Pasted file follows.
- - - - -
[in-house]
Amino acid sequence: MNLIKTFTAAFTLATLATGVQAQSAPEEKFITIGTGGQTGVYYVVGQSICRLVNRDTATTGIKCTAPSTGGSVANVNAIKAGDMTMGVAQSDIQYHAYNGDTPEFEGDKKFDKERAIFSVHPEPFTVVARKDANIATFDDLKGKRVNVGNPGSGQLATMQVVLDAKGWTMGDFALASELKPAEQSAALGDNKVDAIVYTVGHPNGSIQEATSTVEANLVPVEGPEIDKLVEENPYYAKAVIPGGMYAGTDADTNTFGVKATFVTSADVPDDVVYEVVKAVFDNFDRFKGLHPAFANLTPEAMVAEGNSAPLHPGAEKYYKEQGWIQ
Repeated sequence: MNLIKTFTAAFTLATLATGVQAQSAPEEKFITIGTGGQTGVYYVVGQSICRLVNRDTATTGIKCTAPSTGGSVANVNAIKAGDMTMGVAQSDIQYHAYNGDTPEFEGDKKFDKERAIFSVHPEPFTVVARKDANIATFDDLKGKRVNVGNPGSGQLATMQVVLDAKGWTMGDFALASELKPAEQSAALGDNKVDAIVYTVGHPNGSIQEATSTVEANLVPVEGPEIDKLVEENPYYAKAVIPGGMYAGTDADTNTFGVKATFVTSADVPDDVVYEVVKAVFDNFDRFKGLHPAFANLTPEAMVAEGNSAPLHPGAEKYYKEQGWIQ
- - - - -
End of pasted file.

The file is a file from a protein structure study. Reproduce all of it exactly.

[in-house]
Amino acid sequence: MNLIKTFTAAFTLATLATGVQAQSAPEEKFITIGTGGQTGVYYVVGQSICRLVNRDTATTGIKCTAPSTGGSVANVNAIKAGDMTMGVAQSDIQYHAYNGDTPEFEGDKKFDKERAIFSVHPEPFTVVARKDANIATFDDLKGKRVNVGNPGSGQLATMQVVLDAKGWTMGDFALASELKPAEQSAALGDNKVDAIVYTVGHPNGSIQEATSTVEANLVPVEGPEIDKLVEENPYYAKAVIPGGMYAGTDADTNTFGVKATFVTSADVPDDVVYEVVKAVFDNFDRFKGLHPAFANLTPEAMVAEGNSAPLHPGAEKYYKEQGWIQ
Repeated sequence: MNLIKTFTAAFTLATLATGVQAQSAPEEKFITIGTGGQTGVYYVVGQSICRLVNRDTATTGIKCTAPSTGGSVANVNAIKAGDMTMGVAQSDIQYHAYNGDTPEFEGDKKFDKERAIFSVHPEPFTVVARKDANIATFDDLKGKRVNVGNPGSGQLATMQVVLDAKGWTMGDFALASELKPAEQSAALGDNKVDAIVYTVGHPNGSIQEATSTVEANLVPVEGPEIDKLVEENPYYAKAVIPGGMYAGTDADTNTFGVKATFVTSADVPDDVVYEVVKAVFDNFDRFKGLHPAFANLTPEAMVAEGNSAPLHPGAEKYYKEQGWIQ